10 holiday traditions from across the world your kids will love

It’s important that every family creates holiday traditions they take great pride in, but it’s equally important to learn about the rich customs and celebrations that take place in different cultures.

Teach your kids about these amazing traditions from around the world. You’ll be surprised at how much it enriches your family’s own celebration.

Hanukkah in Israel

Jewish people all over the world observe Hanukkah, but perhaps there is not a more brilliant celebration than in Israel. The eight-day holiday, which lands on different dates in December every year, marks the successful Jewish rebellion over the Greeks. The focal point of celebration is the menorah, a branched candelabrum, and most homes have many. Each night, one candle is lit and gifts are often given to children, games are played and food is enjoyed. Children in Israel even get a week off from school.

More: 16 Adorably crafty holiday gifts kids can make themselves

New Year’s Eve in Ecuador

In this South American country, a family dresses up a straw man representing the old year. Family members make a will for the straw man that lists all of their faults. At midnight, they burn the straw manin hopes their own faults disappear too.

Kwanzaa in the U.S.

Kwanzaa is a weeklong celebration honoring African-American culture. It was first celebrated in 1966 and is one of the fastest growing holidays. A Kwanzaa celebration often includes singing, drumming and a selection of readings such as the African pledge or parts of African history.

More: The baby names guaranteed to land on Santa’s naughty list

Omisoka in Japan

In Japan, Omisoka, or New Year’s Eve, is the second most important holiday of the year, following New Year’s Day, the start of a new beginning. Japanese families gather for a late dinner around 11 p.m., and at midnight, many make visits to a shrine or temple. In many homes, there is a cast bell that is struck 108 times, symbolizing desires believed to cause human suffering.

Next: Ta Chiu in Hong Kong


Ta Chiu in Hong Kong

Those in Hong Kong pray to the gods and ghosts of their ancestors asking that they will fulfill wishes for the next year. Priests read aloud the names of every person living at the celebration and attach a list of names to a paper horse and set it on fire. The smoke carries the names up to the gods and the living will be remembered.

More: I’m the mean mom who won’t give her kids toys this Christmas

Christmas in France

In France, Christmas is called Noel. And though there are many similarities to Christmas in the U.S., you’ll find a number of key differences. A figure called Pere Noel, father of Christmas, makes home visits with gifts. On Christmas Eve, children leave their shoes by a fireplace that will be filled with the gifts. In the morning, they awake to find fruits, nuts and small toys. Nearly every home has a Nativity Scene, which serves as the focal point of decoration and celebration, just as the Christmas tree does in U.S. homes.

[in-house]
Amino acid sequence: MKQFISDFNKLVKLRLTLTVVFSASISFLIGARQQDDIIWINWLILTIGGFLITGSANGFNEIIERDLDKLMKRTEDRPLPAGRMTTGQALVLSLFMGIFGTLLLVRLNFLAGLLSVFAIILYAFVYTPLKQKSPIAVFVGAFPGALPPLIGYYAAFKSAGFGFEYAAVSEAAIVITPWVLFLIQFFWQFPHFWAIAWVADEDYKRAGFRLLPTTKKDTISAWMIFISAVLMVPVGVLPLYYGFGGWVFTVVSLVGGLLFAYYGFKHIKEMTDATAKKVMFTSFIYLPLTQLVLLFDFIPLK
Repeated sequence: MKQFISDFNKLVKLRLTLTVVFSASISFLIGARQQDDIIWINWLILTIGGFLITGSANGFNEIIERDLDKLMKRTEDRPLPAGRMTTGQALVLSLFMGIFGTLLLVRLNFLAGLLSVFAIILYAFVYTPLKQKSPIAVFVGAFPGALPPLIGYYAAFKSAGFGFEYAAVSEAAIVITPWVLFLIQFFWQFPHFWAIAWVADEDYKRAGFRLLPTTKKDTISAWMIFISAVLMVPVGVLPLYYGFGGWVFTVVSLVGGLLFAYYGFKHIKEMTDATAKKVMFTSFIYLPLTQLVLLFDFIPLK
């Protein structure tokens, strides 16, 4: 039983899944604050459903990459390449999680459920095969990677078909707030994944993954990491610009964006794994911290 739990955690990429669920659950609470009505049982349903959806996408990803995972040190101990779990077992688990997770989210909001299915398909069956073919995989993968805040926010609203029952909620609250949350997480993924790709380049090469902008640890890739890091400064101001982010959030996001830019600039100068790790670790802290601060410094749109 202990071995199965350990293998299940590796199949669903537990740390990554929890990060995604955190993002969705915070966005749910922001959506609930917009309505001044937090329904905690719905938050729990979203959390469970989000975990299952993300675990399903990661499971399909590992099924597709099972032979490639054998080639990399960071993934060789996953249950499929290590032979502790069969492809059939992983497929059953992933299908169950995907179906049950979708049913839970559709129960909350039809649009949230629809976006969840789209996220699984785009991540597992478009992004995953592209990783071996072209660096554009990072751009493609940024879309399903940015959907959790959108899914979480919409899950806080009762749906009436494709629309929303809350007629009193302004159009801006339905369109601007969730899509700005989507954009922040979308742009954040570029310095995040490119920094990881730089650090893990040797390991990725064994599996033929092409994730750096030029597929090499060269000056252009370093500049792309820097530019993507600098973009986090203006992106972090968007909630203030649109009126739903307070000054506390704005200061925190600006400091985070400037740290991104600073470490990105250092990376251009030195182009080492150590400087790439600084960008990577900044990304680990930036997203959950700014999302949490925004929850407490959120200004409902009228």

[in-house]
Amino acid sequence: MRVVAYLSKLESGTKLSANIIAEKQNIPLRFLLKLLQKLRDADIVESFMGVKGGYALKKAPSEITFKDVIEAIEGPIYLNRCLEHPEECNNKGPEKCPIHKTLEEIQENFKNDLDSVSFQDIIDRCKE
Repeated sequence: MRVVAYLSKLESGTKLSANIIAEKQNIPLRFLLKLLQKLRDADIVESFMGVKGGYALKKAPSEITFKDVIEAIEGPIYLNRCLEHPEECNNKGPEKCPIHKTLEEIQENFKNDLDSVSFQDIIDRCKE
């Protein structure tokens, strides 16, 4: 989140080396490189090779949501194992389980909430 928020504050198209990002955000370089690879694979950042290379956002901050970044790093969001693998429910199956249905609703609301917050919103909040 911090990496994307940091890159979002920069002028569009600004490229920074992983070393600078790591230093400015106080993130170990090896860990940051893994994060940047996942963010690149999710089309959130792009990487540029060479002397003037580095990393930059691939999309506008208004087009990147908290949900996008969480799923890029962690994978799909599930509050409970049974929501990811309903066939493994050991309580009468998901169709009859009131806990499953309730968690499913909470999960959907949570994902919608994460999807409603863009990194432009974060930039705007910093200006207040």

Christmas in Alaska

Christmas traditions in Alaska are similar to the rest of the Unites States, but there are a few unique differences that make an Alaskan Christmas special. For example, children go caroling with a long pole topped by a colored star. Songs sung in the home often include the Aleut words “Gristuusaaq suu’uq,” which means “Christ is born.” The closing words, “Mnogaya leta,” means, “God grant you many years.” Treats may include cookies, doughnuts, and cake, as well as fish pie called piruk and smoked salmon.

St. Stephen’s Day in Ireland

Christmas festivities in Ireland tend to be more religious in nature than about simple fun. Christmas celebrations last from Christmas Eve until January 6th (Epiphany). On the 26th, St. Stephen’s Day, an Irish tradition that is known as the Wren Boys Procession takes place. Children go from door to door singing, holding a stick that is topped by a holly bush and a wren. They ask for money for the “starving wren,” which goes into their pockets. In ancient times, a real wren was killed and fastened to the stick, but today fake wrens are used.

Sviata Vechera in the Ukraine

The Christmas Eve festivities in the Ukraine are known as Sviata Vechera, which means “Holy Supper.” The celebration begins when the first evening star is sighted in the night sky. In farming communities, the household head brings in a sheaf of wheat which symbolizes the wheat crops of Ukraine. It is called “didukh,” which translates to “grandfather spirit.” In homes within the city, a few stalks of wheat may be used to decorate the table.

More: Why I’ll never force my kid to sit on Santa’s lap

Holiday traditions from around the world

Image: Karen Cox/SheKnows

Originally published December 2015. Updated December 2016.


What happens when you spend Christmas alone

I thought I was immune to the bone-deep depression that afflicts the person who decides to spend Christmas alone – I am, after all, Jewish, and I enjoy my own company so much I’ve been known to greet the news of people canceling plans with gratitude and relief on par with finding out the test results are negative.

But the holidays are so profoundly freighted with societally agreed-upon messages of togetherness – carolers’ voices rising in unison, mistletoe kisses, dining rooms clown car-full of in-laws and newborns and neighbors – that spending the day alone constitutes a terrible violation of a sacred social contract. This contract insists we are meant to be with other people over the holidays, and we all become automatic co-signers of the contract just by existing during this gingerbread and frost-tinged season.

The best-laid plans

Given the demands of my siblings’ partners’ families, my own immediate family often celebrates Christmas a few weeks before the 25th. The year I spent Christmas alone, we’d had our holiday celebration at my parents’ house at the beginning of December. By the time actual Christmas rolled around, I was psyched at the idea of taking the holidays for myself. I refused local friends’ invitations to attend orphan dinners and movie dates and planned to treat the few days off from work as a luxury to be indulged in to the utmost. I was going to sleep late. I was going to read books and eat Mallomars for dinner and watch The West Wing for the third time. I was going to have a decadent staycation doing exactly what I was certain I wanted to do at all times and it was going to be glorious.